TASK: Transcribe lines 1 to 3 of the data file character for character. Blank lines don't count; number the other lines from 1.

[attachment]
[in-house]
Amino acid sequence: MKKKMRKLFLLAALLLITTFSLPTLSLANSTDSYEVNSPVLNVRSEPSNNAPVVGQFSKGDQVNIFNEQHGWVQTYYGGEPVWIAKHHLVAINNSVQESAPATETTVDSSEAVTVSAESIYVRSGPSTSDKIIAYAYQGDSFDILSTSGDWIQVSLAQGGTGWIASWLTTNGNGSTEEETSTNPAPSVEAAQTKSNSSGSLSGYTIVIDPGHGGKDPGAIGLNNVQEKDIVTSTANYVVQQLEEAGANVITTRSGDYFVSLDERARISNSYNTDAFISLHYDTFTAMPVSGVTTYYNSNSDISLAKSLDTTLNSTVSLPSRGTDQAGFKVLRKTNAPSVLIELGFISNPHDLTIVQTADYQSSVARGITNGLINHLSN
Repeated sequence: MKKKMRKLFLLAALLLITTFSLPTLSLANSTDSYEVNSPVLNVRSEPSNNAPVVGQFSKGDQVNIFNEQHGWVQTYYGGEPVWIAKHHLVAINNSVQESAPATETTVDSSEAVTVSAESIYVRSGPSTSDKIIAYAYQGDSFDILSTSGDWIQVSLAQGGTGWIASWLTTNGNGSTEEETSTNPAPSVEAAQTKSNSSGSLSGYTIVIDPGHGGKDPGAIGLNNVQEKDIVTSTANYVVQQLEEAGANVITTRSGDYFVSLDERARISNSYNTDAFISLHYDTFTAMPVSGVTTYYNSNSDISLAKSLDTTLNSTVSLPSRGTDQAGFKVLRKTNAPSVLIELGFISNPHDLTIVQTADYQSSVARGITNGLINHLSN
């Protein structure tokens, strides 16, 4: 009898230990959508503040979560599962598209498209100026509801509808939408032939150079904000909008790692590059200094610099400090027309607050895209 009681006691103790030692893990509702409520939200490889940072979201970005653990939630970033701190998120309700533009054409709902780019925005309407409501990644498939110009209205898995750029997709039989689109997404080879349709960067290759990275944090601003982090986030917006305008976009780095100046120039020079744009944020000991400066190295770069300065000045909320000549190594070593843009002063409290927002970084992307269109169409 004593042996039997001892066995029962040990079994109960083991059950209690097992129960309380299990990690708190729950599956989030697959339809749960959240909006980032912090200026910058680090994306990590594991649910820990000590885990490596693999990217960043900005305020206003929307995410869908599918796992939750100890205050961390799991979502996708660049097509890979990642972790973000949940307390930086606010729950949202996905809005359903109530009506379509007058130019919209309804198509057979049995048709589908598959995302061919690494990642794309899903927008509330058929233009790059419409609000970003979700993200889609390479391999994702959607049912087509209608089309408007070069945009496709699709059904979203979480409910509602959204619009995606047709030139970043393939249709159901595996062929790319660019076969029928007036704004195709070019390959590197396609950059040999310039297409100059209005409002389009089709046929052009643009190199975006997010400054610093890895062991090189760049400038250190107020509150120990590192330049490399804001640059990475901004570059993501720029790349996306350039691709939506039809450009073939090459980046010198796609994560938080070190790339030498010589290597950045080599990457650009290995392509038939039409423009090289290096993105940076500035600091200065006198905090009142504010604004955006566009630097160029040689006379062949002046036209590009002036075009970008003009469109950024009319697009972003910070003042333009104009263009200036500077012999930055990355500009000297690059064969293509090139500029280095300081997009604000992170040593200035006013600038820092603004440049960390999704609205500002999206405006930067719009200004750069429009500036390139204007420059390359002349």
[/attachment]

[in-house]
Amino acid sequence: MKKKMRKLFLLAALLLITTFSLPTLSLANSTDSYEVNSPVLNVRSEPSNNAPVVGQFSKGDQVNIFNEQHGWVQTYYGGEPVWIAKHHLVAINNSVQESAPATETTVDSSEAVTVSAESIYVRSGPSTSDKIIAYAYQGDSFDILSTSGDWIQVSLAQGGTGWIASWLTTNGNGSTEEETSTNPAPSVEAAQTKSNSSGSLSGYTIVIDPGHGGKDPGAIGLNNVQEKDIVTSTANYVVQQLEEAGANVITTRSGDYFVSLDERARISNSYNTDAFISLHYDTFTAMPVSGVTTYYNSNSDISLAKSLDTTLNSTVSLPSRGTDQAGFKVLRKTNAPSVLIELGFISNPHDLTIVQTADYQSSVARGITNGLINHLSN
Repeated sequence: MKKKMRKLFLLAALLLITTFSLPTLSLANSTDSYEVNSPVLNVRSEPSNNAPVVGQFSKGDQVNIFNEQHGWVQTYYGGEPVWIAKHHLVAINNSVQESAPATETTVDSSEAVTVSAESIYVRSGPSTSDKIIAYAYQGDSFDILSTSGDWIQVSLAQGGTGWIASWLTTNGNGSTEEETSTNPAPSVEAAQTKSNSSGSLSGYTIVIDPGHGGKDPGAIGLNNVQEKDIVTSTANYVVQQLEEAGANVITTRSGDYFVSLDERARISNSYNTDAFISLHYDTFTAMPVSGVTTYYNSNSDISLAKSLDTTLNSTVSLPSRGTDQAGFKVLRKTNAPSVLIELGFISNPHDLTIVQTADYQSSVARGITNGLINHLSN